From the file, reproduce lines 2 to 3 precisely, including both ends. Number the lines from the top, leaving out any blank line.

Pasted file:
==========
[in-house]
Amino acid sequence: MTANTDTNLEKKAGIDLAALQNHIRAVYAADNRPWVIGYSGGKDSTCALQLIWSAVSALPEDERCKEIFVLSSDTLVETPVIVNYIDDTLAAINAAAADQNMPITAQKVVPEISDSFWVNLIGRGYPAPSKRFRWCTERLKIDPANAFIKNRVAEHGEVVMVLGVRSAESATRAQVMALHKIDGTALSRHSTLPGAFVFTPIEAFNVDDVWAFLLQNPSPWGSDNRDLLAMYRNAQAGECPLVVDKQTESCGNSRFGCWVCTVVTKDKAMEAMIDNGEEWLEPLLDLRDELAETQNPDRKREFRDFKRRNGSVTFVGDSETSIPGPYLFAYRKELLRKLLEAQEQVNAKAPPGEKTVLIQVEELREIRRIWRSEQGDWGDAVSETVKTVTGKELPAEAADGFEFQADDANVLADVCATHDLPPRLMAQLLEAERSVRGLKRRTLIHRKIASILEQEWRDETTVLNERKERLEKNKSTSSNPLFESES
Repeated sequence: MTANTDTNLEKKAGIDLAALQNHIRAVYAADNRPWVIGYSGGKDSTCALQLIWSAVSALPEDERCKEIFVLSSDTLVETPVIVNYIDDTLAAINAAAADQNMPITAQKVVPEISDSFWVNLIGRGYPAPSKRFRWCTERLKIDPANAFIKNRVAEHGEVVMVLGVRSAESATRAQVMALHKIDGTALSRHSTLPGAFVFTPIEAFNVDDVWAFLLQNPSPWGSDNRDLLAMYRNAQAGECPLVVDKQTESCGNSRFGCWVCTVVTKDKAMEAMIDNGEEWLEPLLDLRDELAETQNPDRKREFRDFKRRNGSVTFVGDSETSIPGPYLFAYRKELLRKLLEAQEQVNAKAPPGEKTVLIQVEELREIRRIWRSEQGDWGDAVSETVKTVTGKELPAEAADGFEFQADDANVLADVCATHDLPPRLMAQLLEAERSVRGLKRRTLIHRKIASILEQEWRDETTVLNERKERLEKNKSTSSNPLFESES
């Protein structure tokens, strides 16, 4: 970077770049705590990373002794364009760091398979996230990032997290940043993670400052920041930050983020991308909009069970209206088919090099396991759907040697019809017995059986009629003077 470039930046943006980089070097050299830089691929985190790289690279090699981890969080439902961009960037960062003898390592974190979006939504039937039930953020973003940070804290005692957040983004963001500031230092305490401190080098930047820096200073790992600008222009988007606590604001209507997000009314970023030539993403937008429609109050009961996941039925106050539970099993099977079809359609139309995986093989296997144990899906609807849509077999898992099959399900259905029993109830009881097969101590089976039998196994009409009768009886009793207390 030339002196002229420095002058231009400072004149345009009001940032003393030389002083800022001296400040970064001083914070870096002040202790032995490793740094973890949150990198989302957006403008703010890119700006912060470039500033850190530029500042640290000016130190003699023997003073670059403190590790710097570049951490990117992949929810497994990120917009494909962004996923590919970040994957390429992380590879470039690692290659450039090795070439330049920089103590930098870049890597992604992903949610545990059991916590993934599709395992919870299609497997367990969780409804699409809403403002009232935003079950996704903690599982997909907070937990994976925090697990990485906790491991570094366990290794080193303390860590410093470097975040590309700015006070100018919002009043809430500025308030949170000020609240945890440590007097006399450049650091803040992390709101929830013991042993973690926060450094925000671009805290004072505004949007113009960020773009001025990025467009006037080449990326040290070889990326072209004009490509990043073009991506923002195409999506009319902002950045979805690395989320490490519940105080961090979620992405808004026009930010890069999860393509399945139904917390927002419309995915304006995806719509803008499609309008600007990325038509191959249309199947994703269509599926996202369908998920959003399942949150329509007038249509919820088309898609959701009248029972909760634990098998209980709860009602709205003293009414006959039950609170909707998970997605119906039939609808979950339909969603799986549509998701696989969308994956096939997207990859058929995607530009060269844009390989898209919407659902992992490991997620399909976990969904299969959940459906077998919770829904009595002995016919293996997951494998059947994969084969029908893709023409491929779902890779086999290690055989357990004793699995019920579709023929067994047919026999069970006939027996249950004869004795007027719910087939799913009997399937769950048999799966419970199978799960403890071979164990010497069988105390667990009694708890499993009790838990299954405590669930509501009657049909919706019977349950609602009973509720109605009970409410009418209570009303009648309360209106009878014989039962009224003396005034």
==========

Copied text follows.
Amino acid sequence: MTANTDTNLEKKAGIDLAALQNHIRAVYAADNRPWVIGYSGGKDSTCALQLIWSAVSALPEDERCKEIFVLSSDTLVETPVIVNYIDDTLAAINAAAADQNMPITAQKVVPEISDSFWVNLIGRGYPAPSKRFRWCTERLKIDPANAFIKNRVAEHGEVVMVLGVRSAESATRAQVMALHKIDGTALSRHSTLPGAFVFTPIEAFNVDDVWAFLLQNPSPWGSDNRDLLAMYRNAQAGECPLVVDKQTESCGNSRFGCWVCTVVTKDKAMEAMIDNGEEWLEPLLDLRDELAETQNPDRKREFRDFKRRNGSVTFVGDSETSIPGPYLFAYRKELLRKLLEAQEQVNAKAPPGEKTVLIQVEELREIRRIWRSEQGDWGDAVSETVKTVTGKELPAEAADGFEFQADDANVLADVCATHDLPPRLMAQLLEAERSVRGLKRRTLIHRKIASILEQEWRDETTVLNERKERLEKNKSTSSNPLFESES
Repeated sequence: MTANTDTNLEKKAGIDLAALQNHIRAVYAADNRPWVIGYSGGKDSTCALQLIWSAVSALPEDERCKEIFVLSSDTLVETPVIVNYIDDTLAAINAAAADQNMPITAQKVVPEISDSFWVNLIGRGYPAPSKRFRWCTERLKIDPANAFIKNRVAEHGEVVMVLGVRSAESATRAQVMALHKIDGTALSRHSTLPGAFVFTPIEAFNVDDVWAFLLQNPSPWGSDNRDLLAMYRNAQAGECPLVVDKQTESCGNSRFGCWVCTVVTKDKAMEAMIDNGEEWLEPLLDLRDELAETQNPDRKREFRDFKRRNGSVTFVGDSETSIPGPYLFAYRKELLRKLLEAQEQVNAKAPPGEKTVLIQVEELREIRRIWRSEQGDWGDAVSETVKTVTGKELPAEAADGFEFQADDANVLADVCATHDLPPRLMAQLLEAERSVRGLKRRTLIHRKIASILEQEWRDETTVLNERKERLEKNKSTSSNPLFESES